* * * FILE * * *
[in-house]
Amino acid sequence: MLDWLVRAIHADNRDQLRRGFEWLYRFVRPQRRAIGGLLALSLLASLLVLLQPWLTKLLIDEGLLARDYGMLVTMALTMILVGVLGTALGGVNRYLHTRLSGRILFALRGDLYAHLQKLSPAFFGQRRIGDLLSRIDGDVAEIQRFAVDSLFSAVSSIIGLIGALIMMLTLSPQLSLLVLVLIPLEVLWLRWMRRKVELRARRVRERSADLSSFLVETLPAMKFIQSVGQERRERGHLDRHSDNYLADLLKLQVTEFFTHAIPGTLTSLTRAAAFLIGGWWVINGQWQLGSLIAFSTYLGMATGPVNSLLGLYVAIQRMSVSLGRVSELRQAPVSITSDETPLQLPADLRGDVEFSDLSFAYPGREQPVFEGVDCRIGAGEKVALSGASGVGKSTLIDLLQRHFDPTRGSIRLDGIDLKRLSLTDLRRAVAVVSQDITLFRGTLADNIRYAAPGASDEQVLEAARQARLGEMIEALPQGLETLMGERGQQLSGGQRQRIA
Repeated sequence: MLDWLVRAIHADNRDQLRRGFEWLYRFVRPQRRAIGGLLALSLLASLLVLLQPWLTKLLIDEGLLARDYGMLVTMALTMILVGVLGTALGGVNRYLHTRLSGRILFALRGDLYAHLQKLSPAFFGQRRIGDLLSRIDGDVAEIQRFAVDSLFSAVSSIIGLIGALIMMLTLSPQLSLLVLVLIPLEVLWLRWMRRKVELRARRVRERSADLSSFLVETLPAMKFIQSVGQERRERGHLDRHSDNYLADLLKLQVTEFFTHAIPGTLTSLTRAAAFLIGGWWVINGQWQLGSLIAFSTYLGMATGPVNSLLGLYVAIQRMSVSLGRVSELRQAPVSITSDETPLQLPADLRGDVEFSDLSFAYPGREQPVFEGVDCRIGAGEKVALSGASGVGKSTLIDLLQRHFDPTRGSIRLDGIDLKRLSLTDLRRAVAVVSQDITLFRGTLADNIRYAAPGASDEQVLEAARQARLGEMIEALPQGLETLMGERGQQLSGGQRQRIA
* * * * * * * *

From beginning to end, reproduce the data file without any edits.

[in-house]
Amino acid sequence: MLDWLVRAIHADNRDQLRRGFEWLYRFVRPQRRAIGGLLALSLLASLLVLLQPWLTKLLIDEGLLARDYGMLVTMALTMILVGVLGTALGGVNRYLHTRLSGRILFALRGDLYAHLQKLSPAFFGQRRIGDLLSRIDGDVAEIQRFAVDSLFSAVSSIIGLIGALIMMLTLSPQLSLLVLVLIPLEVLWLRWMRRKVELRARRVRERSADLSSFLVETLPAMKFIQSVGQERRERGHLDRHSDNYLADLLKLQVTEFFTHAIPGTLTSLTRAAAFLIGGWWVINGQWQLGSLIAFSTYLGMATGPVNSLLGLYVAIQRMSVSLGRVSELRQAPVSITSDETPLQLPADLRGDVEFSDLSFAYPGREQPVFEGVDCRIGAGEKVALSGASGVGKSTLIDLLQRHFDPTRGSIRLDGIDLKRLSLTDLRRAVAVVSQDITLFRGTLADNIRYAAPGASDEQVLEAARQARLGEMIEALPQGLETLMGERGQQLSGGQRQRIA
Repeated sequence: MLDWLVRAIHADNRDQLRRGFEWLYRFVRPQRRAIGGLLALSLLASLLVLLQPWLTKLLIDEGLLARDYGMLVTMALTMILVGVLGTALGGVNRYLHTRLSGRILFALRGDLYAHLQKLSPAFFGQRRIGDLLSRIDGDVAEIQRFAVDSLFSAVSSIIGLIGALIMMLTLSPQLSLLVLVLIPLEVLWLRWMRRKVELRARRVRERSADLSSFLVETLPAMKFIQSVGQERRERGHLDRHSDNYLADLLKLQVTEFFTHAIPGTLTSLTRAAAFLIGGWWVINGQWQLGSLIAFSTYLGMATGPVNSLLGLYVAIQRMSVSLGRVSELRQAPVSITSDETPLQLPADLRGDVEFSDLSFAYPGREQPVFEGVDCRIGAGEKVALSGASGVGKSTLIDLLQRHFDPTRGSIRLDGIDLKRLSLTDLRRAVAVVSQDITLFRGTLADNIRYAAPGASDEQVLEAARQARLGEMIEALPQGLETLMGERGQQLSGGQRQRIA